Medicare at 50 Years: The Series

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Medicare at 50

The Commonwealth Fund’s Medicare at 50 Years series traces the evolution of Medicare and its major accomplishments over the past 50 years, examines how the Affordable Care Act is helping to reform Medicare, and explores the key issues confronting the program and policy options for addressing them.

The Commonwealth Fund’s Medicare at 50 Years series is now available in its entirety for viewing and download as an e-book.


Medicare: 50 Years of Ensuring Coverage and Care. How Medicare has helped transform health care in the United States—and even stimulated broader social change. 

50 Years of Medicare: How Did We Get Here? How has Medicare evolved since it began in 1965? Take a look at our Medicare timeline to find out. 

The Affordable Care Act and Medicare: How the Law Is Changing the Program and the Challenges That Remain. How the law is strengthening the program for current and future beneficiaries and the major challenges that policymakers have yet to confront.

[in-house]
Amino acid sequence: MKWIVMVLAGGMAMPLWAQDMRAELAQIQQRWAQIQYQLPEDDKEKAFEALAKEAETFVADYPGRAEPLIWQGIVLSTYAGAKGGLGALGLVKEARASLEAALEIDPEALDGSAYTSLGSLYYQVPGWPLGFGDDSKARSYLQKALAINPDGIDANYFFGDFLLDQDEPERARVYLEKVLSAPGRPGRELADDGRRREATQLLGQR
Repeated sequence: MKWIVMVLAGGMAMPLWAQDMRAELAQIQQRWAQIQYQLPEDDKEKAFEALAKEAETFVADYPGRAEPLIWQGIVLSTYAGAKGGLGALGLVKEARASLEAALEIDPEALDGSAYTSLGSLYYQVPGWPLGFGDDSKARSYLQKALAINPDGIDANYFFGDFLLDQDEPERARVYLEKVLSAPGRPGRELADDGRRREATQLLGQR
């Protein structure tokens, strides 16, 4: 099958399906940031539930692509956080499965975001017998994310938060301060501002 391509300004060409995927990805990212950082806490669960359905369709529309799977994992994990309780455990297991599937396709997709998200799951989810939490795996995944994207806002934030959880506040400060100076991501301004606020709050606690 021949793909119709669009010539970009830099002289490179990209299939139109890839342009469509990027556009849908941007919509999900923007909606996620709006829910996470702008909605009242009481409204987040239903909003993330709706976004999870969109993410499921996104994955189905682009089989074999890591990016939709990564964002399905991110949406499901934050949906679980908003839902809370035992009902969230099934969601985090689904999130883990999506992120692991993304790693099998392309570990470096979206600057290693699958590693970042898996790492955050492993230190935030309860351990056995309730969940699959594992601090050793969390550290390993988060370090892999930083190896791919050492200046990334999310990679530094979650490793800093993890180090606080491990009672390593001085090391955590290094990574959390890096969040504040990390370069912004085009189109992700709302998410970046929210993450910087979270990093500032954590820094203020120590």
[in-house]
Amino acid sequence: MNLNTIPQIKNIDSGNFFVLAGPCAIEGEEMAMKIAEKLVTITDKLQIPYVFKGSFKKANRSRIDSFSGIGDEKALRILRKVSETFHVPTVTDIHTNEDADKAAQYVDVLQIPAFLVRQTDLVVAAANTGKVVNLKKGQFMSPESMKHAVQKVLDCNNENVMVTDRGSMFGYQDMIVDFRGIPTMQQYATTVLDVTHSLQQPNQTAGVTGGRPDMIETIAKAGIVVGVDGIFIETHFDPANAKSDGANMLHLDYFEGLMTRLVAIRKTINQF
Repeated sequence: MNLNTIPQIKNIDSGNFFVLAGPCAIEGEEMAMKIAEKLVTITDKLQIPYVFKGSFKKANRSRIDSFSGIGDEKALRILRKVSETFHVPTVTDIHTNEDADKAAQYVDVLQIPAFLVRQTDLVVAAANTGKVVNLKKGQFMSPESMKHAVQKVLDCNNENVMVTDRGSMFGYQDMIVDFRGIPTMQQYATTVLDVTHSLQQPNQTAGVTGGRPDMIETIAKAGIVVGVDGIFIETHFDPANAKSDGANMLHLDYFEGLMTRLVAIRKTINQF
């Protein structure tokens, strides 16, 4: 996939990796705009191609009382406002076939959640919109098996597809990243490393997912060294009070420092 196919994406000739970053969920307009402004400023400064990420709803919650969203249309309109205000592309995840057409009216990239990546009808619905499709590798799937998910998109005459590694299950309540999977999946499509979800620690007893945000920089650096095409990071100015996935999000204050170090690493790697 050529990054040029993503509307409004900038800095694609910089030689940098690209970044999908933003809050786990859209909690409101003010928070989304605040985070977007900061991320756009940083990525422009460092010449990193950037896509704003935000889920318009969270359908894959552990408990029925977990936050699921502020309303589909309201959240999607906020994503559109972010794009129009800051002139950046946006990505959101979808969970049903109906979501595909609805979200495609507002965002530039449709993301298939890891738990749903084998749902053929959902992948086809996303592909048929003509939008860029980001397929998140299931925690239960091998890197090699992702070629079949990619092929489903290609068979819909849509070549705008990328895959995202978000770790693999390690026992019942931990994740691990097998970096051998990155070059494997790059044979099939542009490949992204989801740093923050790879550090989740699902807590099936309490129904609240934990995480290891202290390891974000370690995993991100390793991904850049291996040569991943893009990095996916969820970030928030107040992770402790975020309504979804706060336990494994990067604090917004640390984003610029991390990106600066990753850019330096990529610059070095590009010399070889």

Medicare Payment Reform: Aligning Incentives for Better Care. Explores the key issues facing Medicare’s future, including the potential of value-based payment to improve care for beneficiaries and achieve savings, and strategies for accelerating its adoption.

Modernizing Medicare's Benefit Design and Low-Income Subsidies to Ensure Access and Affordability. Presents options for an integrated benefit for enrollees in traditional Medicare that would not only reduce cost burdens but also could potentially strengthen the Medicare program.

Predictable Unpredictability: The Problem with Basing Medicare Policy on Long-Term Financial Forecasting. Why policymakers should focus on Medicare’s immediate needs instead of long-term forecasts, by maintaining the program’s fiscal solvency while improving its ability to meet the needs of beneficiaries.

Serving Older Adults with Complex Care Needs: A New Benefit Option for Medicare. To improve Medicare’s capacity to serve beneficiaries with complex care needs, and to prevent unnecessary institutionalization, this issue brief proposes a complex care benefit option that would include home and community services, and describes how it might be structured to balance the goals of improving care for beneficiaries and ensuring affordability.


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